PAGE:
Boris Johnson 'told to advise Brits to have chicken pox parties to catch Covid'

Dominic Cummings claimed a top civil servant suggested that the PM urge the public to mingle to contract the virus – and said that herd immunity was considered an ‘inevitablity’

Boris Johnson was advised by a top civil servant to tell people to host chicken pox-style parties to allow them to catch coronavirus.

Dominic Cummings claimed that Cabinet Secretary Mark Sedwill had raised the idea of the PM going on TV to urge people to catch the virus to boost herd immunity.

In an explosive Commons hearing, the ex-aide said herd immunity was considered an “inevitability” by officials and ministers because it would have been impossible to stamp out the spread of the virus.

Initially the Government thought measures to halt the spread of the virus would simply delay the peak until the winter – and cause havoc for the NHS, Mr Cummings said.

But in mid-March a new plan had to be rushed out to prevent a catastrophe.

Dominic Cummings made the explosive claims during a Commons committee hearing



Mr Cummings told MPs: “We are sitting in the Prime Minister’s office, the Cabinet were talking about the herd immunity plan.

“The Cabinet Secretary [Mark Sedwill] said ‘Prime Minister you should go on TV tomorrow and explain to people the herd immunity plan and that it’s like the old chicken pox parties, we need people to get this disease because that’s how we get herd immunity by September’.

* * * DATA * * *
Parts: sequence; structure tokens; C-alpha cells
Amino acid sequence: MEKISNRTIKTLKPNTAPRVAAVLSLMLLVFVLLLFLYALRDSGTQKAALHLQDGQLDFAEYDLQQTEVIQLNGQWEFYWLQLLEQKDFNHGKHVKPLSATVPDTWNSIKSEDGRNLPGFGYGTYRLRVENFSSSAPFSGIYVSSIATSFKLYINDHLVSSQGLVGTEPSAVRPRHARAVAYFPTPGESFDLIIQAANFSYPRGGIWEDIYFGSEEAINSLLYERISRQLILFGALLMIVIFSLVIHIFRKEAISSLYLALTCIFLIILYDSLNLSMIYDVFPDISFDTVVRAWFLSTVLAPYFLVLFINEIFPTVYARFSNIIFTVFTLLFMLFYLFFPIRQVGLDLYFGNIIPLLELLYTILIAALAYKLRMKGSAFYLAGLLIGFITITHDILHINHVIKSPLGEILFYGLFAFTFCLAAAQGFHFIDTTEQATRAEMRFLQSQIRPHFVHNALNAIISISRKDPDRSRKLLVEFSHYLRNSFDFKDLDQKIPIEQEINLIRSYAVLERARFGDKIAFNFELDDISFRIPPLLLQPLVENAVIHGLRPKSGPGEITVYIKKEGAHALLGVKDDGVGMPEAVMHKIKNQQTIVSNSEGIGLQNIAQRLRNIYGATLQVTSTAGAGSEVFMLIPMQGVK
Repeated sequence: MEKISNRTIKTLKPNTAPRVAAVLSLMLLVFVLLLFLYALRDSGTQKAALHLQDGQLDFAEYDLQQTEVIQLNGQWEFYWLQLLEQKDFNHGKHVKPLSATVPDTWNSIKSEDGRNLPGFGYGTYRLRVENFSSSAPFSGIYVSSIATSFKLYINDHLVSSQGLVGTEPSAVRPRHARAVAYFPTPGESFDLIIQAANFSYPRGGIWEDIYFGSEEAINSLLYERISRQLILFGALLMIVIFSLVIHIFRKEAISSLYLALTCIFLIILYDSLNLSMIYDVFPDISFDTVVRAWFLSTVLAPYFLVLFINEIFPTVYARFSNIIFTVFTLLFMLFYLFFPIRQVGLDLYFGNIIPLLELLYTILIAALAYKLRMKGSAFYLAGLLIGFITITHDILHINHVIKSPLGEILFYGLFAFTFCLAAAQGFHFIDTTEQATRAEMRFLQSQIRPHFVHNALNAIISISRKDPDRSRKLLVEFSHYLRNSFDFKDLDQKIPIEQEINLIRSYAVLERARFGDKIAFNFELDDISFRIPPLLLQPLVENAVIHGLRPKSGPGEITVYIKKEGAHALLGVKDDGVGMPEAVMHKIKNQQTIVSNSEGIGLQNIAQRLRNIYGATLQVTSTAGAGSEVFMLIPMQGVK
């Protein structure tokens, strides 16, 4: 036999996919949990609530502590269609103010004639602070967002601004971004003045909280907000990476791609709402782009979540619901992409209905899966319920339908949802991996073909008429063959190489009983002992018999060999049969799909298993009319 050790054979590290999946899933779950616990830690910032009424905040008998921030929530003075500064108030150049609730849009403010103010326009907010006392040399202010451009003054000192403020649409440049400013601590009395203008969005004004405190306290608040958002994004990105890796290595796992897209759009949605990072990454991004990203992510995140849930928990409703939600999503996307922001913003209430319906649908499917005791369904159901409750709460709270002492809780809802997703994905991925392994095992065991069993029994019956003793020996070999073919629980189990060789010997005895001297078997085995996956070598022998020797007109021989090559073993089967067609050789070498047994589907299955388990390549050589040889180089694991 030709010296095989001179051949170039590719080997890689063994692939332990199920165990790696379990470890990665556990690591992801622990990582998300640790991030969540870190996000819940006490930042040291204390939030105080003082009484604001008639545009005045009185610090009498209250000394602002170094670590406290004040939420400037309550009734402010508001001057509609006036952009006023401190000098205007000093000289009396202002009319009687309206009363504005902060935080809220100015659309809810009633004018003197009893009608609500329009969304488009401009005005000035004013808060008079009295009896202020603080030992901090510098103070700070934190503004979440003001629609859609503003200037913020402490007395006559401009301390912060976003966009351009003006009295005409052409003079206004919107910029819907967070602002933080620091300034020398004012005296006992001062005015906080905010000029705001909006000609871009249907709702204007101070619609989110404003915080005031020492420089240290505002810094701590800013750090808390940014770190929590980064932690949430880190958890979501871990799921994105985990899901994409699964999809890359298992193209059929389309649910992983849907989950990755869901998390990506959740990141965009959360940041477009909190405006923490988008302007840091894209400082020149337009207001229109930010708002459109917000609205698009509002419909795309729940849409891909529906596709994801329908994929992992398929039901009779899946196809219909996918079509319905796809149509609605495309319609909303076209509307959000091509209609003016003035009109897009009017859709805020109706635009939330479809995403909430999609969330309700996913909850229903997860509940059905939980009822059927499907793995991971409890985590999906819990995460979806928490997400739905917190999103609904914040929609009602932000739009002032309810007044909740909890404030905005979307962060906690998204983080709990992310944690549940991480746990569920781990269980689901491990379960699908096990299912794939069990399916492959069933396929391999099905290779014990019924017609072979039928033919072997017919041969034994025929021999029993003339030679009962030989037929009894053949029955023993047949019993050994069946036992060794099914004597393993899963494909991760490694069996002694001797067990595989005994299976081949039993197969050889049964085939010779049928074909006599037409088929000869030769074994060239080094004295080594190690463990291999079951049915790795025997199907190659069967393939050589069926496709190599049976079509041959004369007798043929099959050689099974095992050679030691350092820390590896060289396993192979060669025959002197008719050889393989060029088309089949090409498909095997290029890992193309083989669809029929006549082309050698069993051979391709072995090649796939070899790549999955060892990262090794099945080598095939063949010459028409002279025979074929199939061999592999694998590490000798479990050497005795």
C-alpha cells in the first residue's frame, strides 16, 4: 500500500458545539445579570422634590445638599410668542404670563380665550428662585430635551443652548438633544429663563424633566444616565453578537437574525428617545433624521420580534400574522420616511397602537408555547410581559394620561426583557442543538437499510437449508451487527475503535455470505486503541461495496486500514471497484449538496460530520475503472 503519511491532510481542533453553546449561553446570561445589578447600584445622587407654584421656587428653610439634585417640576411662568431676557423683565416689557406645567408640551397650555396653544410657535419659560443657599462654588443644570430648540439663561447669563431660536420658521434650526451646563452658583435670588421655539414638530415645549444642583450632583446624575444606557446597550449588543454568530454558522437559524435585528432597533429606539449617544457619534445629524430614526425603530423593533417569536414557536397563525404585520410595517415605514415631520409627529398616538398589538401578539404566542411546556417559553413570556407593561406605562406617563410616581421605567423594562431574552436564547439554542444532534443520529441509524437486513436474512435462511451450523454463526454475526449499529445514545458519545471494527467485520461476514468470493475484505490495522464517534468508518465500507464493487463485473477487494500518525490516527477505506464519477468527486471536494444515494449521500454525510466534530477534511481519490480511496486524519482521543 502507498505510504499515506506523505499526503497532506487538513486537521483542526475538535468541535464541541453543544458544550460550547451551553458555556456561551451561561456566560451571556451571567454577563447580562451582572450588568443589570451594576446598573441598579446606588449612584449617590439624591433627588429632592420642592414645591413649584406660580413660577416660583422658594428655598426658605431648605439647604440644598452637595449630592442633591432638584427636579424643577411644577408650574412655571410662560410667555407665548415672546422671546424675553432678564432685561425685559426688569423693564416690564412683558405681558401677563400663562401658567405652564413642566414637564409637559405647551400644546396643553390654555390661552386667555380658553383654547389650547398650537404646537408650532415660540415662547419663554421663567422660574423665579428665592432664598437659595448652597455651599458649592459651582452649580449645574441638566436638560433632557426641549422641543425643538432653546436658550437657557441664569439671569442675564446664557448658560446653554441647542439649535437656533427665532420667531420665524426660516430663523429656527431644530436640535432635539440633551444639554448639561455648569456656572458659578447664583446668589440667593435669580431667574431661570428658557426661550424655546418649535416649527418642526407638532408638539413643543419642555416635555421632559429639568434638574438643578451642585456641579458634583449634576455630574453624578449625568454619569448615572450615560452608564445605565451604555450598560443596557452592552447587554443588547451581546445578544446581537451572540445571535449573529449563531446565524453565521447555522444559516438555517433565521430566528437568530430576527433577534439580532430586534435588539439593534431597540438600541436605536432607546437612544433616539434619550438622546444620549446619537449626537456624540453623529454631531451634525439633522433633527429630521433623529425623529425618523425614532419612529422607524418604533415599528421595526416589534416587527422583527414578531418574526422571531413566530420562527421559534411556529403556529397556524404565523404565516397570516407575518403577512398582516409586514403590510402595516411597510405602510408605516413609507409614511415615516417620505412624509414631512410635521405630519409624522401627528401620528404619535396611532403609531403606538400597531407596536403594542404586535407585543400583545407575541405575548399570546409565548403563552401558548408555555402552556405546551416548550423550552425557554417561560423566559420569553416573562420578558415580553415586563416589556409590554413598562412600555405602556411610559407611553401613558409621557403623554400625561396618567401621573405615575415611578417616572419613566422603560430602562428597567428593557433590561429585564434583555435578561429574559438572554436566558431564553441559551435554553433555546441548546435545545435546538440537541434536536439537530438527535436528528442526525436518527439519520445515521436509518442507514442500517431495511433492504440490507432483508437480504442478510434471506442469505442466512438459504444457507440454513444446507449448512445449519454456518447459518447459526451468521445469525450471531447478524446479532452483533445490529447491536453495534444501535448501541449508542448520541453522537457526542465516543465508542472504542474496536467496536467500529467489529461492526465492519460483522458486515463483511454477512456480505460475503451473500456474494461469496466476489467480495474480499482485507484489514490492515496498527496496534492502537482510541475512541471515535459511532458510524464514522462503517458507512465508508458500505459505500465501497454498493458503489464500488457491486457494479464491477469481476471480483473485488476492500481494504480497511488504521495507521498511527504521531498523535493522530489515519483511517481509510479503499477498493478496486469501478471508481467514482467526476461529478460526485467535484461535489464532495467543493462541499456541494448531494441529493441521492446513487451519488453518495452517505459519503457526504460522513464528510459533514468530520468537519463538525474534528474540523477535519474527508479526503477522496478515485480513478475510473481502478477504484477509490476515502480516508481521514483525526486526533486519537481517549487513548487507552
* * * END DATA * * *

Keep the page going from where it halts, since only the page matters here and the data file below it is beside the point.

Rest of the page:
“I said ‘Mark [Sedwill], you have got to stop using this chicken pox analogy, it’s not right’ and he said ‘why’ and Ben Warner [a No10 aide] said ‘because chicken pox is not spreading exponentially and killing hundreds of thousands of people’.

“To stress, this wasn’t some thing that Cabinet Secretary had come up with, he was saying what the official advice to him from the Department of Health was.”

Mr Cummings said the early strategy was based on the assumption that no vaccines would be ready in 2020 so the approach was to delay the peak to protect the NHS.

Ministers believed it was “inconceivable” that the British public are going to accept strict lockdowns seen in Asia at the start of the crisis.

He went on: “So we only actually have a real choice between ‘one peak and herd immunity by September’ – terrible, but then you have got through it by the time the next winter comes; if you try to flatten it now this second peak comes up in winter time, that’s even worse than summer, so horrific as the numbers look in summer the numbers will be even worse if this happens in October, November, December time.”

Downing Street has repeatedly insisted that herd immunity was never the strategy amid controversy over the idea of allowing the virus to rip through the population.

But Mr Cummings said he was “completely baffled” why No 10 has tried to deny that herd immunity was the official plan early last year.

He said: “It’s not that people were thinking this is a good thing and we actively want it, it’s that it’s a complete inevitability and the only real question – it’s one of timing, it’s either one of herd immunity by September or it’s herd immunity by January after a second peak.

“That was the assumption up until Friday March 13.”

But by March 11-12 2020, he said it was clear “we had already gone terribly wrong”.

On March 16, the Prime Minister said it was time to stop non-essential travel and contact, with the first lockdown beginning on March 23.


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